Away on our recent summer travels in South Tyrol (Süd Tirol) we sat down at an alpine Hütte for an afternoon snack. The waitress brought us our dish, a selection of regional cheeses, breads and fruit and exclaimed a hearty ‘Mahlzeit!’ , before slipping away.
Normally an ‘enjoy your meal’, ‘Bon appetit’ or ‘Guten Appetit’ would be pleasantly received, the abrupt ‘Mahlzeit!!’ however caught me a little by surprise. But that was only the beginning. Over the next four days this phrase was belled in multiple instances before or during a meal – including walking towards a restaurant, in a hotel lobby and before every course that was served at a restaurant.
Upon returning to Munich it happened again. Having returned from lunch with colleagues, we passed by another colleague on the street about to head for a lunch break. While working towards her, my colleague shouted out ‘Mahlzeit!’ and continued walking. I was again a little shocked.
Personally it comes across a little strong but perhaps this is because I am considering it through the direct translation of the phrase, ‘meal’ or ‘meal time’. When said, it is often exclaimed, or hollered – rendering it somewhat commanding. Yes I am about to eat, there is no need to repeat the obvious.
After some light research and some friendly ‘prompting’ of my Germans the phrase is understood as ‘Enjoy your meal’, or even a ‘hello’ if said while passing someone by and is now often said in the office, university or factory environments across Germany and Austria. Originating from the longer greeting ‘gesegnete Mahlzeit’, (blessed meal time), it is believed to have been a form of announcement to guests when official or royal banquets were served. The phrase now shortened, appears to be backed with good intention, however when said with sarcasm it can be taken to imply something of disgust or irony.
I am not convinced. Its the tone of the greeting that gets me. Another (German) colleague agreed and also sees it a bit rough or barbaric. Perhaps I feel this way because I notice that other greetings are just too pleasant.
That gets me to my next point – Germans are greeters, the Bavarians perhaps even moreso. Greetings are exchanged in elevators, along residential streets, in waiting rooms (yes, even at the doctors surgery), in any part of the office building and the most over-greeted location – the hiking trail. The greetings range from a slight head nod (rarely the case), a smile or to phrases such as ‘Servus’, ‘Guten Tag,’ ‘Moi’ (northern Germany) and ‘Gruß Gott’ (southern Germany). Greeting your neighbours, all colleagues (even unknown), the post man and the office cleaner are a must.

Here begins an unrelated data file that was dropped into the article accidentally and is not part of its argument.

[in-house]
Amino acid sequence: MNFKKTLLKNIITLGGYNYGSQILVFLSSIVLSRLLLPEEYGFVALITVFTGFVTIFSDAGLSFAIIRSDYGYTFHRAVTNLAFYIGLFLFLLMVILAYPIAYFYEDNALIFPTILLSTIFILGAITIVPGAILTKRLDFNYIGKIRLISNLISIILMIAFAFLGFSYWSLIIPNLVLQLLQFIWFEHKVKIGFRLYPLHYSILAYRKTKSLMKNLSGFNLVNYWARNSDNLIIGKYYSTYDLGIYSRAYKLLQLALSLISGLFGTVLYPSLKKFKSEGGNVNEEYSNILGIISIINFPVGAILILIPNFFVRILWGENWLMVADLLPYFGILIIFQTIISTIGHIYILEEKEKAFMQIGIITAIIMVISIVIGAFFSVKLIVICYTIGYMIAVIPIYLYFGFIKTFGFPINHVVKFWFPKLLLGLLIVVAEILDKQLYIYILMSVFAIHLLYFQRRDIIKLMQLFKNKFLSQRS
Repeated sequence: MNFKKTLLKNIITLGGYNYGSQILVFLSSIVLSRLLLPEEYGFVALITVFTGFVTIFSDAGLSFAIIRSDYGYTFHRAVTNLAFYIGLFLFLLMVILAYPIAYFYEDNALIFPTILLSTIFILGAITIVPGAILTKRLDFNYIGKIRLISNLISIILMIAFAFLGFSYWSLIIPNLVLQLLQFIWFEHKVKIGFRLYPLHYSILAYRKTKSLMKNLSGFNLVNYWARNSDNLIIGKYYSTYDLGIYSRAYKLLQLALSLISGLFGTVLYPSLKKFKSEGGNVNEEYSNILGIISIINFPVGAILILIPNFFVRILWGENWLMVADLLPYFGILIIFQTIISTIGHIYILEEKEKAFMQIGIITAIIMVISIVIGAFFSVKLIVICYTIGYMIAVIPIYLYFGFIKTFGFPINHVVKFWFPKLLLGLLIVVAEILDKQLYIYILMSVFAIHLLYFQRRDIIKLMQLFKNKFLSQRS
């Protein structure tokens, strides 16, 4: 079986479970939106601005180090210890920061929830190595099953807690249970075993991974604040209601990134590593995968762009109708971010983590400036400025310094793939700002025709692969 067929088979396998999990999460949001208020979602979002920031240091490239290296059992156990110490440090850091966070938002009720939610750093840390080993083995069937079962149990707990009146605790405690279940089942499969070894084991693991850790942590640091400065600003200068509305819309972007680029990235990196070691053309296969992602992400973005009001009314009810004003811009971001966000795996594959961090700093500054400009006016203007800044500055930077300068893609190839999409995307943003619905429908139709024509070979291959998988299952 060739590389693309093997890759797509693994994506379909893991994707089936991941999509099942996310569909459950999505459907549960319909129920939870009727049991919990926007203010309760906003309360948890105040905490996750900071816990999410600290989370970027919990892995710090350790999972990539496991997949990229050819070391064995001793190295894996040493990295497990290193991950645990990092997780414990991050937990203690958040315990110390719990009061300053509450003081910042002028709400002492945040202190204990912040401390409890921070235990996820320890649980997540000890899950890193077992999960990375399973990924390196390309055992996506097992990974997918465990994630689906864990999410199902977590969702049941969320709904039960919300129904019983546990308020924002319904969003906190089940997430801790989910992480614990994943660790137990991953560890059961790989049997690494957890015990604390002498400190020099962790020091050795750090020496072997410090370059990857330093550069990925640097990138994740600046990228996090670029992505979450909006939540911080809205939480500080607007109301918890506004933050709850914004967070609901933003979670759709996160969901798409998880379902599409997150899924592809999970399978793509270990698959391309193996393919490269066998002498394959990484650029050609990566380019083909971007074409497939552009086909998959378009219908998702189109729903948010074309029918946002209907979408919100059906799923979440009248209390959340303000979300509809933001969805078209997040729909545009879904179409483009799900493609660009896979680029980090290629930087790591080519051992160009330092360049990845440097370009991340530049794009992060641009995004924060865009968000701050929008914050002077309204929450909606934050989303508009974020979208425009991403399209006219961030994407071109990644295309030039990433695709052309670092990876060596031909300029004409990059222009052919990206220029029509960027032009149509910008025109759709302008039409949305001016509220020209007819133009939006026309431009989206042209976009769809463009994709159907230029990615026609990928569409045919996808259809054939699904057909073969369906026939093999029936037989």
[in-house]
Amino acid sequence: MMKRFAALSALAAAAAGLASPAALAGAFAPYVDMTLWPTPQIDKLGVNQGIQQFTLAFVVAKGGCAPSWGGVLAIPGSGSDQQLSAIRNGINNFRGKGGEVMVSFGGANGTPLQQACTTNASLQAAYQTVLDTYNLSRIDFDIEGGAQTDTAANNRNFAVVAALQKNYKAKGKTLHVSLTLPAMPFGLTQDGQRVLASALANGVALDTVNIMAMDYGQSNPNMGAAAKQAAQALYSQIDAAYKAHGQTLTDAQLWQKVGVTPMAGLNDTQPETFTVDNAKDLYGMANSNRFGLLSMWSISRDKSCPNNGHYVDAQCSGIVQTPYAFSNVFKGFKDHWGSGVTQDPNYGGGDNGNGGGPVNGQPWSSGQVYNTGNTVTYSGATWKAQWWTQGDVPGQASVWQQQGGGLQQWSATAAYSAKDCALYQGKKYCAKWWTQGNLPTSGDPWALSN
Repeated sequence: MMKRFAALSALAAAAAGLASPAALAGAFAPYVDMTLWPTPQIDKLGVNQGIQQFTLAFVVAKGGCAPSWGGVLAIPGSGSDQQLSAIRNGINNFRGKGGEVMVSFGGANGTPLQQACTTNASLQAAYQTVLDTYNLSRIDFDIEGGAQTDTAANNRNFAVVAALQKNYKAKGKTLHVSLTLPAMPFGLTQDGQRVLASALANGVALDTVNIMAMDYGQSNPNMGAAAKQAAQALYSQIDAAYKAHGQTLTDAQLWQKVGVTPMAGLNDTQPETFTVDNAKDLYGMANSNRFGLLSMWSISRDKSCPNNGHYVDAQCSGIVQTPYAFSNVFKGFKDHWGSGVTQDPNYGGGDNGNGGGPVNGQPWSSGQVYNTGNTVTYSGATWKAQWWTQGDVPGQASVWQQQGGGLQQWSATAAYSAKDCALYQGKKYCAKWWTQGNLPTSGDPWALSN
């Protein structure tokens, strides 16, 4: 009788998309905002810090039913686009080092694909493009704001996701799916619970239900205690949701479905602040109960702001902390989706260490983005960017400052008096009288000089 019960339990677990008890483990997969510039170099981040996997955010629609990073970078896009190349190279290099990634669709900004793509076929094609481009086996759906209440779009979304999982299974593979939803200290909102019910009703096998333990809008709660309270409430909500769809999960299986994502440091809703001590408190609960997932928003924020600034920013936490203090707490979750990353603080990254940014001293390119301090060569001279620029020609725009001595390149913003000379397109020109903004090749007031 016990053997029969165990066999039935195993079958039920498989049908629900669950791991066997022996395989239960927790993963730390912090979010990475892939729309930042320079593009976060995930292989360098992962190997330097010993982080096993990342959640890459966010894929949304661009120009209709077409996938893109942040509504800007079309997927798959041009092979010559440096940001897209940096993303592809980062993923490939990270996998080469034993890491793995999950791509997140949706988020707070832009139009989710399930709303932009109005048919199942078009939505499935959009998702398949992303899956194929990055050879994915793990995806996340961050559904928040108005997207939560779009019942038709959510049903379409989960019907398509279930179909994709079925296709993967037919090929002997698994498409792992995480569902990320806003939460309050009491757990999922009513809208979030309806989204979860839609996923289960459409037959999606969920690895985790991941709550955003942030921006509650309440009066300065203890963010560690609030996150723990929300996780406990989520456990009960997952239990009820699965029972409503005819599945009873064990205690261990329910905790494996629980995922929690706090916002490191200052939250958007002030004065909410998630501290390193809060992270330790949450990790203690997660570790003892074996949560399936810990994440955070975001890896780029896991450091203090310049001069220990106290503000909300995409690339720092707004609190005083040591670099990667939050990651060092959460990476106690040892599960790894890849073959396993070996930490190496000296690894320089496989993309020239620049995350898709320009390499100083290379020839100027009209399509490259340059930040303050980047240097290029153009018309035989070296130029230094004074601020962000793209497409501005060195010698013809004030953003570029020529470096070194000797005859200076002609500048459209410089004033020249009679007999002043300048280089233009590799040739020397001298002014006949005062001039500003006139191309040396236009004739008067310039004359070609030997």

This mildly-intense greeting protocol is new for me, and sometimes a little challenging. I could go through a whole day in Sydney only speaking to those I knew or would be required to make contact with. Many coffees were made in the communal office kitchen without even a glance between unfamiliar colleagues. And to other patients in the local medical practice? Forget it!
While definitely friendly, I still find often slightly unnecessary. Yes it provides a brief connection of warmth to those people we would normally let pass us by, but this is just as easily lost and forgotten in moments when the same person steals the parking space you had been waiting for or not picking up behind the belongings of their pet on the streets. A friend recently reminded me that I should have greeted the older lady that crossed our path on a residential street near her house – no joke. That was just a little too much.
But honestly, do I need to join in on this greeting behaviour? Does being aware of this cultural trait make me feel obliged to participate in order to ‘live with the locals?, or can I simply hold up the ignorant-foreigner card and smile politely when appropriate? So far my strategy has been to roll with it – where needed, I greet. What is for sure is that there will definitely be no need to command a ‘Mahlzeit!’ to anyone anytime soon.